Well, Jack, whaddya think I oughta do, I said from the dining room to the empty house, write a novel? Look what happened to you.  How 'bout a toast? I walked my ghost into the bottle-green counter, matching green and white linoleum-tiled period refurbished kitchen and open the fridge--not an icebox.  The Kerouac Committee has provided a bottle of cheap French white. It's not the vintage 1957 Tokay rotgut he preferred, though that is the date of these time-capsule decorations.

      In a sacramental gesture I pour a glass for him and put it on the writing desk in the back porch bedroom beneath the only known picture of him in this house, a grainy black and white photo of him hunt-and-peck typing on an Underwood manual, wearing his classic plaid Canuck lumberjack shirt.  I place also there a wooden beaded rosary I had blessed in Assisi that I intended to give to my alcoholic older sister homeless in Tampa--if I found her somewhere in one of the cloverleaf hobo jungles off an I-75 exit ramp.  I ask a blessing for both their souls and walk from room to room talking to Jack all the while, telling him about the road that carried me here, soaking in the silence after the echo. 

     Back at the dining room table I open up his Buddhist notebooks, Some of the Dharma, at random to divine a response to my earlier question. Page 185, my finger falls on a paragraph that is frighteningly appropriate and portentous of the success that finally found him while living in this house and his ultimate undoing:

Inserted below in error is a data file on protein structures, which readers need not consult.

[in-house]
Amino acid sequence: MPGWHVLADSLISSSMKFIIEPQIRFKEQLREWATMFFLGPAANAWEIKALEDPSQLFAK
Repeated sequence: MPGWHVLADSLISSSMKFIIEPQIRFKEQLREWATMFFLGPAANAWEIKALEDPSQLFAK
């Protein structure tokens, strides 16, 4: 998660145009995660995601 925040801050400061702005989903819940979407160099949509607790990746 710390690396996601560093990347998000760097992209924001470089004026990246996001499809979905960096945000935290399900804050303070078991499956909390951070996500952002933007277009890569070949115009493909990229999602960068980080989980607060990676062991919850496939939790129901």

The Bodhisattva must first walk calmly through his danger, practicing charity and sympathy for the sake of all.  He must retain his non-entity state and avoid fame.  He must walk straight to his goal not caring what happens on the way...he must cast off all attachments...If he retains fame he will become valuable and no longer resemble the useless Tao tree no carpenter can covet.  Being famous he will be hounded to his death.

     He wrote that in 1954 in the notebooks that became the basis for the Dharma Bums that he completed while living here.  This is the house where he got the call that On the Road was going to be published.  This is where he was living when he was crowned, almost overnight, the King of the Beats--a title he never wanted and disavowed the rest of his life. This is the house where it all turned for him for better and for worse.

     Before, he was an obscure, heavy-drinking writer. After, he was a famous drunk. I thought of him groggy, on Buckley's "Firing Line."  Buckley, the New England Catholic Brahmin wanna-be, sneered down his nose at this dumb Canuck hack writer. Jack in his stupor couldn't set this square on end.  Kerouac was painfully shy and the only way he could stand the limelight was soused to the gills. Be careful what you want, Emerson advised, you will surely get it. But really all Jack wanted was to be a respected writer, not an early media celebrity.  A mere three years later, in the fits of alcoholic DTs, he composed Big Sur, his last great work with its comic-horrific descent into hallucinations culminating in a redemptive vision of the cross. Ten years after he broke big-time he'd be dead.

     I reread the passage.  He couldn't have given better advice if he was standing right next to me. And in the Buddhist sense of the continuous present, he was.  In the catholic belief of divine presence he was there, too.  I realize I'd been standing up for an hour, stunned, in my boots. I pull them off my bones and drain the last of my wine and look at the empty glass.  Here I am.  And here I will lay me down. I'm beat, Jack.  I'm freaking beat.  I hang up my black denim jacket on a hook in the closet.  I hang up my aspirations with sigh and shed a tear for Kerouac, a tear full of Avalokiteshvara's compassion and recite a haiku:

 Kerouac, we knock
Yr pickled bones together,
Tibetan be-bop.

_______________________
Note:  see the poem by Ray, "Letter Left on the Porch of the Kerouac House," in poems. Click
HERE

by Ray McNiece, 
Copyright, 2002

Reprinted from The Ohio Writer, The Writing Life, July-August 2002

[ back to top ]